DNA testing company 23andMe has signed a $300 million deal with a drug giant - here's how to delete your data if that freaks you out
- Popular DNA testing companies like Ancestry and 23andMe can - and frequently do - sell your data to drug makers.
- On Wednesday, pharmaceutical giant GlaxoSmithKline announced it was acquiring a $300 million stake in 23andMe - making that connection much more explicit.
- If that new has you wondering about how your own genetic material is being used, here's a guide to deleting your DNA sample and data from 23andMe, Ancestry, and Helix.
As part of a 4-year deal between the two companies, GlaxoSmithKline will comb 23andMe's genetic data to look for potential new drugs to develop, also referred to as drug targets. It will also use the genetic data to inform how patients are selected for clinical trials.
Popular spit-in-a-tube genetics testing companies like Ancestry and 23andMe can - and frequently do - sell your data to drug makers. But on Wednesday, one of those partnerships became much more explicit: pharmaceutical giant GlaxoSmithKline announced it was acquiring a $300 million stake in 23andMe.
Deleting your genetic data from these platforms can be a surprisingly tricky process. Here's how to navigate removing your spit sample and DNA data from the databases maintained by 23andMe, Ancestry, and Helix.
23andMe may keep your spit and data for up to a decade
After registering your spit sample online with 23andMe, you will be asked if you'd like your saliva to be stored or discarded. But you are not asked the same question about your raw genetic data - the DNA extracted from your spit.Based on the wording of a document called the "Biobanking Consent Document," it's a bit unclear what happens to that raw DNA once you decide to have 23andMe either store or toss your spit. Here's the statement's exact language:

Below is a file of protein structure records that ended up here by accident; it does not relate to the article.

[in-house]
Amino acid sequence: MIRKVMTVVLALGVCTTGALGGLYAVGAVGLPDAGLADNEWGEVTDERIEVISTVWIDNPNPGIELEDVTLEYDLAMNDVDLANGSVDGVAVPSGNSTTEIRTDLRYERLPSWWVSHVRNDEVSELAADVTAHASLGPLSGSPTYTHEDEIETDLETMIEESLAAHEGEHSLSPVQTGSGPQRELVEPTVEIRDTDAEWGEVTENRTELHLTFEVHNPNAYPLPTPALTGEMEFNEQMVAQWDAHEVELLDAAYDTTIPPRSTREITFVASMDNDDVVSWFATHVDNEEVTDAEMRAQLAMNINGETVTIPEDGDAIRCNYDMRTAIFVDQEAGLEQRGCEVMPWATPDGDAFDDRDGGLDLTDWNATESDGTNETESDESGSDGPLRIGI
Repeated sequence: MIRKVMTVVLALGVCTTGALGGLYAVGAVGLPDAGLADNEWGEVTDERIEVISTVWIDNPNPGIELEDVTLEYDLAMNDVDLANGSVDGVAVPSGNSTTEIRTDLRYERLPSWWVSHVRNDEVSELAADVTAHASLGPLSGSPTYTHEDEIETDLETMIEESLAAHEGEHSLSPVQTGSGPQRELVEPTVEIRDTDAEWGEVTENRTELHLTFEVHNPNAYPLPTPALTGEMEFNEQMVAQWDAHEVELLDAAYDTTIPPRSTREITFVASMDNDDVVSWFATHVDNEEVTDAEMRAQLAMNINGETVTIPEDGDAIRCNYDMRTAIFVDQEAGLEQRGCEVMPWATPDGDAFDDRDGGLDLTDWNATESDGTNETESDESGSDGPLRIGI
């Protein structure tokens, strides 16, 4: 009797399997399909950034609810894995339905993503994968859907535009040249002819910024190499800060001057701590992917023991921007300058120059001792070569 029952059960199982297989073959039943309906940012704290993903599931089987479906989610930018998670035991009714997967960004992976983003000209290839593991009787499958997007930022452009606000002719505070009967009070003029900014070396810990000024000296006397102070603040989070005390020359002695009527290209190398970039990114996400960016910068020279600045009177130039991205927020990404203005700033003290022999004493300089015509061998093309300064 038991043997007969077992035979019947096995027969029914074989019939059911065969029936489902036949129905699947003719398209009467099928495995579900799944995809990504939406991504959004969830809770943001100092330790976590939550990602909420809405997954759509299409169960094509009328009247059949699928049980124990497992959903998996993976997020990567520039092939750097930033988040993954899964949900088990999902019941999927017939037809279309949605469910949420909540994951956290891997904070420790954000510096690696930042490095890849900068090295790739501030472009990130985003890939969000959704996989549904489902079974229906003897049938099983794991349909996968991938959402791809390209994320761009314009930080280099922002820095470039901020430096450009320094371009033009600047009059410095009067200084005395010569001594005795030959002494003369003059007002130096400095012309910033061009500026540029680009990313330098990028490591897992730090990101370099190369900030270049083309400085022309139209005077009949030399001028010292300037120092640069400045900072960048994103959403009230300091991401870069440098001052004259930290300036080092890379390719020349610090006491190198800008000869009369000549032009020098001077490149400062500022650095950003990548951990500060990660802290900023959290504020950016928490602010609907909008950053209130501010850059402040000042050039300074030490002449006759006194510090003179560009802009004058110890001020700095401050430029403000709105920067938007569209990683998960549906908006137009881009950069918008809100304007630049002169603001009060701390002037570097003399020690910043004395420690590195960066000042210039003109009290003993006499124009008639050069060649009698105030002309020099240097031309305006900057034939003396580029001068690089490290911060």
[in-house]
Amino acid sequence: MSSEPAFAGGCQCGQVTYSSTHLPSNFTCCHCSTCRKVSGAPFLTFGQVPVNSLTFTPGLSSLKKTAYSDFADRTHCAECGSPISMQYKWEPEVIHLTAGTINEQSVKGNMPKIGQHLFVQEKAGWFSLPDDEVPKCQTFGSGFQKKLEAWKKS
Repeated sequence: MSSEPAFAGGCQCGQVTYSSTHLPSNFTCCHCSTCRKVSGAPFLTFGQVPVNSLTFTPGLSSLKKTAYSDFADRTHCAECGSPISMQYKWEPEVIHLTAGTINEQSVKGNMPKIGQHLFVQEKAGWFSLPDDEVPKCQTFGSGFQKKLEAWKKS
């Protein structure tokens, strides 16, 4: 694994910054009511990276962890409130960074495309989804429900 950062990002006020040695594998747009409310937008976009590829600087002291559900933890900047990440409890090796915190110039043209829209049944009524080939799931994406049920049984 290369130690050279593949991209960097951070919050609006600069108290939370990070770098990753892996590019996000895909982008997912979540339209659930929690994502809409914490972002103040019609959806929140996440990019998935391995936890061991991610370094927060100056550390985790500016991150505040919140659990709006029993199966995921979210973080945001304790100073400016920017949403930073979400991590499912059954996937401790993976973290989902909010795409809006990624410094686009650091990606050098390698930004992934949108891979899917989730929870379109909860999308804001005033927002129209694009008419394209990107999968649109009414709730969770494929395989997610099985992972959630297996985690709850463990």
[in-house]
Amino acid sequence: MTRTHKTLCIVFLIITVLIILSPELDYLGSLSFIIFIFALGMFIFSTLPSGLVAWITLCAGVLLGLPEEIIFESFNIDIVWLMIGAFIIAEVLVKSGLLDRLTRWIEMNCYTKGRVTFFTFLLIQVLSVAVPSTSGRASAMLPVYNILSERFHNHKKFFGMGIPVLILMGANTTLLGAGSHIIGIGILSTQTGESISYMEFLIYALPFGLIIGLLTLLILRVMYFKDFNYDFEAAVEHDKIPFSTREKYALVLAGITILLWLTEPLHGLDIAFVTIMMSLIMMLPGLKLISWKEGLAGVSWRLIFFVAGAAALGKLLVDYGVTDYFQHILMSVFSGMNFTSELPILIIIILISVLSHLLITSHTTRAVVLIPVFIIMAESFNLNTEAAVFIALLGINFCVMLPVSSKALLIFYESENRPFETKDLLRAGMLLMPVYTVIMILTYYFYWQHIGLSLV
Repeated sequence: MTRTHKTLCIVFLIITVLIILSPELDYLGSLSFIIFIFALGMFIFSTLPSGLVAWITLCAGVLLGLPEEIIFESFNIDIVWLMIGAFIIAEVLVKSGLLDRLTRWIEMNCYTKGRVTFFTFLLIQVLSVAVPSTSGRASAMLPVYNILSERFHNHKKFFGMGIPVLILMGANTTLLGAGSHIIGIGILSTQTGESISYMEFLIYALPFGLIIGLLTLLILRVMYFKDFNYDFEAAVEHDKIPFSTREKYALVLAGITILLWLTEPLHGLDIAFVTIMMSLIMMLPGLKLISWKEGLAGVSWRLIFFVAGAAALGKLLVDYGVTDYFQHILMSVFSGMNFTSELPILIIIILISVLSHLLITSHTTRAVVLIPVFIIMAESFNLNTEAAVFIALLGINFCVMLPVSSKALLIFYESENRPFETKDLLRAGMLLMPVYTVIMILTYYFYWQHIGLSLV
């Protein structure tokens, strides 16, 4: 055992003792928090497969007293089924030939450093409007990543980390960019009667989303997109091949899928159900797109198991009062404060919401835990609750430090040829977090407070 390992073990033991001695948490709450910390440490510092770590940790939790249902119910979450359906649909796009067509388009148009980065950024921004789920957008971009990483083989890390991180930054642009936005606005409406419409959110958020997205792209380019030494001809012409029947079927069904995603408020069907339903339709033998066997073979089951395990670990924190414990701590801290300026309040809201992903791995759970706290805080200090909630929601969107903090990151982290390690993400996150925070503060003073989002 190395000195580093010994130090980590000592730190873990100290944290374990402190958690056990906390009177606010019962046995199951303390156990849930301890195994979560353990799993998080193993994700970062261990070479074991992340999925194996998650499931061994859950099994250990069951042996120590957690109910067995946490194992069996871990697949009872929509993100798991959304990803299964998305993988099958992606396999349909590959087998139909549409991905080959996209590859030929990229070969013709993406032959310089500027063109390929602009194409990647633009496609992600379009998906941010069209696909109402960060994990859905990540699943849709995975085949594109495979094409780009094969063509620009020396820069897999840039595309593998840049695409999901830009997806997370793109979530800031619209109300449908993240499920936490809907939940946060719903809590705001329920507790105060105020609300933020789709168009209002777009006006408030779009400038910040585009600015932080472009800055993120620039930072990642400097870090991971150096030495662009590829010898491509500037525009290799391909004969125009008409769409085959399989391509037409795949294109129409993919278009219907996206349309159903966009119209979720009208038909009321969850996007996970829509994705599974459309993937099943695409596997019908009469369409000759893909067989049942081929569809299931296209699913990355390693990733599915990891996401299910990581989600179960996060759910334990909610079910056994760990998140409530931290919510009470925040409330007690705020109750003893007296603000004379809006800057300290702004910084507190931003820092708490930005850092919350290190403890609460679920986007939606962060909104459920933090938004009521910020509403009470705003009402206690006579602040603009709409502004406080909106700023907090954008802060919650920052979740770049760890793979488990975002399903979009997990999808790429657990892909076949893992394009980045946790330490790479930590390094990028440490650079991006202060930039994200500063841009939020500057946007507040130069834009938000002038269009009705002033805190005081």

"By choosing to have 23andMe store either your saliva sample or DNA extracted from your saliva, you are consenting to having 23andMe and its contractors access and analyze your stored sample, using the same or more advanced technologies."
That leaves a bit of a grey area as far as what 23andMe has the ability to keep, and how they can use your DNA information. If your spit or DNA sample is stored, the company can hold onto it for between one and 10 years, "unless we notify you otherwise," the Biobanking Consent Document states.Still, you can request that the company discard your spit. To do so, go to its Customer Care page, navigate to "Accounts and Registration," scroll to the bottom of the bulleted list of options, and select the last bullet titled "Requesting Account Closure."
Once there, you must submit a request to have your spit sample destroyed and/or have your account closed.
Ancestry won't toss your spit unless you call, but you can delete your DNA results
Sarah Kimmorley/Business Insider Australia
To direct the company to discard your spit sample, you must call Member Services and request that they toss it.
The company also stores your saliva sample. You can request that your spit be destroyed by contacting Helix's Customer Care. There, you'll find a request form that looks similar to the one 23andMe uses.
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